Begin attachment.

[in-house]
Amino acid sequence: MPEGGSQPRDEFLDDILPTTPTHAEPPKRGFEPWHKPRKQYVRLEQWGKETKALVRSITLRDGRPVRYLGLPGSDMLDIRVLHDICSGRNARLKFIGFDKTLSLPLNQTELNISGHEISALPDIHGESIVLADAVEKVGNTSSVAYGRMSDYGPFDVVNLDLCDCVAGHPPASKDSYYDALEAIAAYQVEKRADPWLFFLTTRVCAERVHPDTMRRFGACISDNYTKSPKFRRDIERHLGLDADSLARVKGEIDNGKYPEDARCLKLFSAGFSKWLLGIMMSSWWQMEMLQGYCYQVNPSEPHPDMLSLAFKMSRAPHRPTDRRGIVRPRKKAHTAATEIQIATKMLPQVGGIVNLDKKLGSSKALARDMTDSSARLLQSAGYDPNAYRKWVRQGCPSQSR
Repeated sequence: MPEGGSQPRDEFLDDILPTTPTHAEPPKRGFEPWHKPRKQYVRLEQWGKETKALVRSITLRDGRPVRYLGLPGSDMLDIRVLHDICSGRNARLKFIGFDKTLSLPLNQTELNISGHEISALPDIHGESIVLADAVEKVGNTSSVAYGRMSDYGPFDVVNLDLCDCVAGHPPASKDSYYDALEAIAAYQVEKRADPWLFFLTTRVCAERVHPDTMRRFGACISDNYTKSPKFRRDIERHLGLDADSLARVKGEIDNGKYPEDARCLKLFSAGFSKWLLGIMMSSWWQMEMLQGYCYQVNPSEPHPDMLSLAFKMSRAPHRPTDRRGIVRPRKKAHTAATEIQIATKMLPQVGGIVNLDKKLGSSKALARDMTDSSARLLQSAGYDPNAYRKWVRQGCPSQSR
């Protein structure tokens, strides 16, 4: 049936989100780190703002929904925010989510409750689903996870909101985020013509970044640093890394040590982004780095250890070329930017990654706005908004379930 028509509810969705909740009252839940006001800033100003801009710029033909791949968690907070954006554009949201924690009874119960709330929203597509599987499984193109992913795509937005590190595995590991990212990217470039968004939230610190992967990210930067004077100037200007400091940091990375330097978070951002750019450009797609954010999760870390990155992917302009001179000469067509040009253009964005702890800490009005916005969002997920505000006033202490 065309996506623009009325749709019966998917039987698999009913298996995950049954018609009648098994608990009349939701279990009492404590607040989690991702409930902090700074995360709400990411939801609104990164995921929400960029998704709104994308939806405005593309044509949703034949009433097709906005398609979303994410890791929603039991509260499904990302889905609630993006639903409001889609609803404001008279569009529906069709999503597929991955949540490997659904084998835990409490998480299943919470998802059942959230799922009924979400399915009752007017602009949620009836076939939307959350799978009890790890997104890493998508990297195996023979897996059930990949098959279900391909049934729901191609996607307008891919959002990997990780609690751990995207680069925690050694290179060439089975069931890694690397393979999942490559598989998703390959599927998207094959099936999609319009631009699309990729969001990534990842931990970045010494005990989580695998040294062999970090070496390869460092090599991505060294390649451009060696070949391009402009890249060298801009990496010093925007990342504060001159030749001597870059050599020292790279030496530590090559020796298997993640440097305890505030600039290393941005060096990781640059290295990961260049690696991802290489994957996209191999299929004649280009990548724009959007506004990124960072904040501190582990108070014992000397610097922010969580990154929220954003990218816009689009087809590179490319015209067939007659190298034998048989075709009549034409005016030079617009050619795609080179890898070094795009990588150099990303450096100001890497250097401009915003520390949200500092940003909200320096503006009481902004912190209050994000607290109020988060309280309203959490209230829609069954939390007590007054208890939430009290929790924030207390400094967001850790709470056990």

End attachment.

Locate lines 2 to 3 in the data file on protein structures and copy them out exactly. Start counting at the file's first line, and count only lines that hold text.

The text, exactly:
Amino acid sequence: MPEGGSQPRDEFLDDILPTTPTHAEPPKRGFEPWHKPRKQYVRLEQWGKETKALVRSITLRDGRPVRYLGLPGSDMLDIRVLHDICSGRNARLKFIGFDKTLSLPLNQTELNISGHEISALPDIHGESIVLADAVEKVGNTSSVAYGRMSDYGPFDVVNLDLCDCVAGHPPASKDSYYDALEAIAAYQVEKRADPWLFFLTTRVCAERVHPDTMRRFGACISDNYTKSPKFRRDIERHLGLDADSLARVKGEIDNGKYPEDARCLKLFSAGFSKWLLGIMMSSWWQMEMLQGYCYQVNPSEPHPDMLSLAFKMSRAPHRPTDRRGIVRPRKKAHTAATEIQIATKMLPQVGGIVNLDKKLGSSKALARDMTDSSARLLQSAGYDPNAYRKWVRQGCPSQSR
Repeated sequence: MPEGGSQPRDEFLDDILPTTPTHAEPPKRGFEPWHKPRKQYVRLEQWGKETKALVRSITLRDGRPVRYLGLPGSDMLDIRVLHDICSGRNARLKFIGFDKTLSLPLNQTELNISGHEISALPDIHGESIVLADAVEKVGNTSSVAYGRMSDYGPFDVVNLDLCDCVAGHPPASKDSYYDALEAIAAYQVEKRADPWLFFLTTRVCAERVHPDTMRRFGACISDNYTKSPKFRRDIERHLGLDADSLARVKGEIDNGKYPEDARCLKLFSAGFSKWLLGIMMSSWWQMEMLQGYCYQVNPSEPHPDMLSLAFKMSRAPHRPTDRRGIVRPRKKAHTAATEIQIATKMLPQVGGIVNLDKKLGSSKALARDMTDSSARLLQSAGYDPNAYRKWVRQGCPSQSR